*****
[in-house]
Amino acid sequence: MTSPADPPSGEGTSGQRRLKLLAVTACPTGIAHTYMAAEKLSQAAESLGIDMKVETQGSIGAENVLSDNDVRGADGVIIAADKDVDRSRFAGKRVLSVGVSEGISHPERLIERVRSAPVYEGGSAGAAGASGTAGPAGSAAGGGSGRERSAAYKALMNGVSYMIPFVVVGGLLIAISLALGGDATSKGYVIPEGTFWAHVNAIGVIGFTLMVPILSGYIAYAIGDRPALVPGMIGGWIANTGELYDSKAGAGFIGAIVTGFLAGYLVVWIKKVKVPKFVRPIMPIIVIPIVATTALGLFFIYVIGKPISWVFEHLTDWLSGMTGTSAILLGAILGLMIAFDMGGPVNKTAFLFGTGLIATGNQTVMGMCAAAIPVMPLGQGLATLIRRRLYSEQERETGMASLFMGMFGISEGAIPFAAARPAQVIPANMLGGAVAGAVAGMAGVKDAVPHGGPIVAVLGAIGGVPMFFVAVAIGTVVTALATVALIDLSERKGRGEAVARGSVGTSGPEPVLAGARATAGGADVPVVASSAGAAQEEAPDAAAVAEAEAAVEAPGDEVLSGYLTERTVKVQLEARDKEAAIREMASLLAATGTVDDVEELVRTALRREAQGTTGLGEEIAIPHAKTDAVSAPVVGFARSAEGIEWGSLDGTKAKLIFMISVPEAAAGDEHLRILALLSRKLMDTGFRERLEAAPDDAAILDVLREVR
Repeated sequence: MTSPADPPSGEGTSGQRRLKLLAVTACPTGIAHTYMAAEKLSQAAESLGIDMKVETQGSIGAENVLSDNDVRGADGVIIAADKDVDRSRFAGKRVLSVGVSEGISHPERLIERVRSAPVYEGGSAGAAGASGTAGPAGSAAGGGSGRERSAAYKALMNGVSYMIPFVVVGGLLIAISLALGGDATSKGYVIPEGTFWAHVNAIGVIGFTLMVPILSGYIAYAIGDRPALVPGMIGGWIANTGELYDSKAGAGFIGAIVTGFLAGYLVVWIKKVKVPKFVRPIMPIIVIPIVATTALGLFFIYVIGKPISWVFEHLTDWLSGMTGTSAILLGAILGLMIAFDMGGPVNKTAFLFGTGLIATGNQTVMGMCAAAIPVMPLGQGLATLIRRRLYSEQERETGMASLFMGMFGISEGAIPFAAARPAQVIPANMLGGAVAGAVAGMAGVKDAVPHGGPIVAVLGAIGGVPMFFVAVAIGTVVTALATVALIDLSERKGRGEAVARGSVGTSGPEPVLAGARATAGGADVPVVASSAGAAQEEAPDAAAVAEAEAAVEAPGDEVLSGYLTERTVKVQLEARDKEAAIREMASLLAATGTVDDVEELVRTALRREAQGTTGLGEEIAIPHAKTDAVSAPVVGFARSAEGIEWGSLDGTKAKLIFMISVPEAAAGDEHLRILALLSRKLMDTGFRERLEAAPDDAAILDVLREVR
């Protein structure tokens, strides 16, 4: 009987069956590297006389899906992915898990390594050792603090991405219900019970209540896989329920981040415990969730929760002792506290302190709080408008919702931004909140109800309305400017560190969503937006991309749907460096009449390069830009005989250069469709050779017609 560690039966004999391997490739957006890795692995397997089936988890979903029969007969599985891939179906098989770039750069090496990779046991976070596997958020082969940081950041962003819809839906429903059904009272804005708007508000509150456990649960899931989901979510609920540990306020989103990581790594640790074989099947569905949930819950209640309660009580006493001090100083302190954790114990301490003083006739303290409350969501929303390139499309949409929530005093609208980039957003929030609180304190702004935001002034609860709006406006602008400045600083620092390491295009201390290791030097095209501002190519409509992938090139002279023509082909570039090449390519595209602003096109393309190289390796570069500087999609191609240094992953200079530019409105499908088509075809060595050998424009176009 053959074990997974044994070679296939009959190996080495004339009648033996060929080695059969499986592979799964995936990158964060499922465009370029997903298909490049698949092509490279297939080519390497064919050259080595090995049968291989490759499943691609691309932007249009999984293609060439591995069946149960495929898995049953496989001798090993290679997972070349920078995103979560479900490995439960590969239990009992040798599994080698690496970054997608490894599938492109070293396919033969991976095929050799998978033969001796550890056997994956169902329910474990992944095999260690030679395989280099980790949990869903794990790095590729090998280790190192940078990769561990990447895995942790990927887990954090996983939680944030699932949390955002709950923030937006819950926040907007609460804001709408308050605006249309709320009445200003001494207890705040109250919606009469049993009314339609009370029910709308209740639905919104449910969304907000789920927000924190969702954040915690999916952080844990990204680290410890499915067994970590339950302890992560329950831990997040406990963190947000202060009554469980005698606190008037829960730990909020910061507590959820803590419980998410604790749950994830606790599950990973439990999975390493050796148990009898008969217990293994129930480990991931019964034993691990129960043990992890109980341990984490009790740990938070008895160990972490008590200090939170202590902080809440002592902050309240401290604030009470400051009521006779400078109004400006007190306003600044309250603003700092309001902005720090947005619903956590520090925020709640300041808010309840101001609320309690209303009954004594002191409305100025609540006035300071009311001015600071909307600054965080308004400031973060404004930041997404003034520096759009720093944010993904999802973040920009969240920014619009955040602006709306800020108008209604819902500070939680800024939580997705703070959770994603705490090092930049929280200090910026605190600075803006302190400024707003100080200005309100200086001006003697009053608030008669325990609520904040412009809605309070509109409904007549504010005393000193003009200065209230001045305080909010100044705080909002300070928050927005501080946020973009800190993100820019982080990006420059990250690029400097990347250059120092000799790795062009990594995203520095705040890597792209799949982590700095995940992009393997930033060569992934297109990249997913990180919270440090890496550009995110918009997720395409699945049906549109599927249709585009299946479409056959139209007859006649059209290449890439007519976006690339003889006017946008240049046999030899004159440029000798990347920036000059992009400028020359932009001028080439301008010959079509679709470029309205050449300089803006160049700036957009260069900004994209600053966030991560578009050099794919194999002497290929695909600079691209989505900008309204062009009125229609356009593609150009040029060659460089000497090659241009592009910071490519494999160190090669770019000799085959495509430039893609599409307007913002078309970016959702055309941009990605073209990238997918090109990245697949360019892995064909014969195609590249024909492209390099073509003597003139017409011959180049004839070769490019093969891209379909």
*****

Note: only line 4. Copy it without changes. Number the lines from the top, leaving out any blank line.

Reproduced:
């Protein structure tokens, strides 16, 4: 009987069956590297006389899906992915898990390594050792603090991405219900019970209540896989329920981040415990969730929760002792506290302190709080408008919702931004909140109800309305400017560190969503937006991309749907460096009449390069830009005989250069469709050779017609 560690039966004999391997490739957006890795692995397997089936988890979903029969007969599985891939179906098989770039750069090496990779046991976070596997958020082969940081950041962003819809839906429903059904009272804005708007508000509150456990649960899931989901979510609920540990306020989103990581790594640790074989099947569905949930819950209640309660009580006493001090100083302190954790114990301490003083006739303290409350969501929303390139499309949409929530005093609208980039957003929030609180304190702004935001002034609860709006406006602008400045600083620092390491295009201390290791030097095209501002190519409509992938090139002279023509082909570039090449390519595209602003096109393309190289390796570069500087999609191609240094992953200079530019409105499908088509075809060595050998424009176009 053959074990997974044994070679296939009959190996080495004339009648033996060929080695059969499986592979799964995936990158964060499922465009370029997903298909490049698949092509490279297939080519390497064919050259080595090995049968291989490759499943691609691309932007249009999984293609060439591995069946149960495929898995049953496989001798090993290679997972070349920078995103979560479900490995439960590969239990009992040798599994080698690496970054997608490894599938492109070293396919033969991976095929050799998978033969001796550890056997994956169902329910474990992944095999260690030679395989280099980790949990869903794990790095590729090998280790190192940078990769561990990447895995942790990927887990954090996983939680944030699932949390955002709950923030937006819950926040907007609460804001709408308050605006249309709320009445200003001494207890705040109250919606009469049993009314339609009370029910709308209740639905919104449910969304907000789920927000924190969702954040915690999916952080844990990204680290410890499915067994970590339950302890992560329950831990997040406990963190947000202060009554469980005698606190008037829960730990909020910061507590959820803590419980998410604790749950994830606790599950990973439990999975390493050796148990009898008969217990293994129930480990991931019964034993691990129960043990992890109980341990984490009790740990938070008895160990972490008590200090939170202590902080809440002592902050309240401290604030009470400051009521006779400078109004400006007190306003600044309250603003700092309001902005720090947005619903956590520090925020709640300041808010309840101001609320309690209303009954004594002191409305100025609540006035300071009311001015600071909307600054965080308004400031973060404004930041997404003034520096759009720093944010993904999802973040920009969240920014619009955040602006709306800020108008209604819902500070939680800024939580997705703070959770994603705490090092930049929280200090910026605190600075803006302190400024707003100080200005309100200086001006003697009053608030008669325990609520904040412009809605309070509109409904007549504010005393000193003009200065209230001045305080909010100044705080909002300070928050927005501080946020973009800190993100820019982080990006420059990250690029400097990347250059120092000799790795062009990594995203520095705040890597792209799949982590700095995940992009393997930033060569992934297109990249997913990180919270440090890496550009995110918009997720395409699945049906549109599927249709585009299946479409056959139209007859006649059209290449890439007519976006690339003889006017946008240049046999030899004159440029000798990347920036000059992009400028020359932009001028080439301008010959079509679709470029309205050449300089803006160049700036957009260069900004994209600053966030991560578009050099794919194999002497290929695909600079691209989505900008309204062009009125229609356009593609150009040029060659460089000497090659241009592009910071490519494999160190090669770019000799085959495509430039893609599409307007913002078309970016959702055309941009990605073209990238997918090109990245697949360019892995064909014969195609590249024909492209390099073509003597003139017409011959180049004839070769490019093969891209379909």